Accountable USA - Idaho

Idaho’s major economic development subsidies favor high-tech companies, many of which have migrated from California to take advantage of the lower cost of living and less restrictive environmental regulation.  Idaho does not have a history of striking many big company-specific deals, perhaps because the traditionally conservative state legislature is responsible for the few that it has approved.

Hewlett-Packard was among the first such companies to arrive in Idaho in the 1970s, and other footloose high-tech businesses followed. One of the state's largest-ever subsidies went to home-grown silicon chip fabricator Micron Technology in a 2005 plant expansion/retention deal (see below).   As with the Micron deal, Areva Inc. obtained subsidies via the state legislature; the nuclear energy firm was subsidized to build a uranium enrichment facility in eastern Idaho in 2008 (see below).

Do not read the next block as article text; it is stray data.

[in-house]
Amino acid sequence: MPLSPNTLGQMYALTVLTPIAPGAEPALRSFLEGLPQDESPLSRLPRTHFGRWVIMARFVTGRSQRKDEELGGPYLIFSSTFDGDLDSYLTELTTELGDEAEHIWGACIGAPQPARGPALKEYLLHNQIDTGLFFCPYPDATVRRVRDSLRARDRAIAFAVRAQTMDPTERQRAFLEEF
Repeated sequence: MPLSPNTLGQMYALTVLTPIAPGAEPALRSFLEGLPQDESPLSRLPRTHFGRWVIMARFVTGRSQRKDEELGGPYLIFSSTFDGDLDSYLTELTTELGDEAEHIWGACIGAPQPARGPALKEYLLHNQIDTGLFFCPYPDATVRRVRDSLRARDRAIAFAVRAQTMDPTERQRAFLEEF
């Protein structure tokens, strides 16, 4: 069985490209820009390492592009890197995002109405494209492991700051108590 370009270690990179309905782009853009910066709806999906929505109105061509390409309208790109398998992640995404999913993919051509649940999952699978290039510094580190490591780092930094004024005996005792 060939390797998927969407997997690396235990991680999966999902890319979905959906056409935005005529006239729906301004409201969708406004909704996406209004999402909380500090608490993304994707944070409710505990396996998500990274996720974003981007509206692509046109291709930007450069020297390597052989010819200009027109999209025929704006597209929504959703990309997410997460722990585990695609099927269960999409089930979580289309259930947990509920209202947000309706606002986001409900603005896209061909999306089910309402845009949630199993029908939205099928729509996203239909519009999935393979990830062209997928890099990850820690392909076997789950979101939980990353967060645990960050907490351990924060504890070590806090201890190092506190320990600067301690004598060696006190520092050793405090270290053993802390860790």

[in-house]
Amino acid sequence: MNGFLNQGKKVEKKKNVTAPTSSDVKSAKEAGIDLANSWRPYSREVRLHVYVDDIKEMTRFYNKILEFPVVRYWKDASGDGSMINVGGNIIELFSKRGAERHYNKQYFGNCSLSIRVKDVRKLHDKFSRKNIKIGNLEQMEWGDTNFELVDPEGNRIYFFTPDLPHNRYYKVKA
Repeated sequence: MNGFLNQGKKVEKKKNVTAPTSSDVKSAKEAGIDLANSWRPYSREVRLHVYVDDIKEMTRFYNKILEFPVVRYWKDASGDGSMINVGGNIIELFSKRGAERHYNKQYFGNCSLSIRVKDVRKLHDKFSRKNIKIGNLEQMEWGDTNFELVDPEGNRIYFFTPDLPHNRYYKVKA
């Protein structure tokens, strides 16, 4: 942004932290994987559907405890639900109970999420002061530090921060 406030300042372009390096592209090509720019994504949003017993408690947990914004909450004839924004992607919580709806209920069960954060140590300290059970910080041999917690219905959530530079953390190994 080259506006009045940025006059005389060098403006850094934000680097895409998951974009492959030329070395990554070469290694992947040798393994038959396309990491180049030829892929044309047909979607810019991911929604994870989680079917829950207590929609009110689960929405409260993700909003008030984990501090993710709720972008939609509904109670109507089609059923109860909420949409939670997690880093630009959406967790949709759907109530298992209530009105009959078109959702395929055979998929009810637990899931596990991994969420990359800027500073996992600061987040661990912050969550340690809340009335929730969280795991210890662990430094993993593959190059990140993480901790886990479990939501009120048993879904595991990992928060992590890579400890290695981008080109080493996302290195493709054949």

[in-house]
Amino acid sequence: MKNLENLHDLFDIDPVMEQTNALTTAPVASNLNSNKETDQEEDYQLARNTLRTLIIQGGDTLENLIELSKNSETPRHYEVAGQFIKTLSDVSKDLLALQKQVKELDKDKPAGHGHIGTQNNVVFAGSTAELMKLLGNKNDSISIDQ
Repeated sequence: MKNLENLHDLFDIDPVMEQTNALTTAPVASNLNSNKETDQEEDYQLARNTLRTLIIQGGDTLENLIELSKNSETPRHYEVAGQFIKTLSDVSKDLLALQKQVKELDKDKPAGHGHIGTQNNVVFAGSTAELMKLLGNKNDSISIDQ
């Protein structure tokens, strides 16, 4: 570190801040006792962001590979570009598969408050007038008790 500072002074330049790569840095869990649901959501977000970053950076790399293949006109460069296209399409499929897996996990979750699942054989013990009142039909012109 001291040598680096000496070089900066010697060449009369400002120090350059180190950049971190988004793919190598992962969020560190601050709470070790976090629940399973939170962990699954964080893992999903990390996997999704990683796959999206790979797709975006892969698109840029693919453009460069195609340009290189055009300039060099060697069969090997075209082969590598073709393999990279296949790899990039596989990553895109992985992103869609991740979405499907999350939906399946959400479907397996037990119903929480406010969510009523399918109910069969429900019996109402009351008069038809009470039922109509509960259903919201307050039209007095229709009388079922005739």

Micron and Areva were both exempted from sales tax on production equipment and supplies, including equipment for fabricating operations, clean rooms, and materials processing equipment.  Overall, this exemption cost the state some $130 million annually.  The 3% Investment Income Tax Credit is another expensive economic development program, valued at $38 million for FY2014.  Advocacy groups and some state legislators have repeatedly called for the elimination of this credit in the interest of fiscal responsibility.  Idaho also allows corporate income tax credits for research and development expenditures and for adding new jobs in certain industrial sectors.  The state administers a workforce training fund through which it provides discretionary training grants, as well.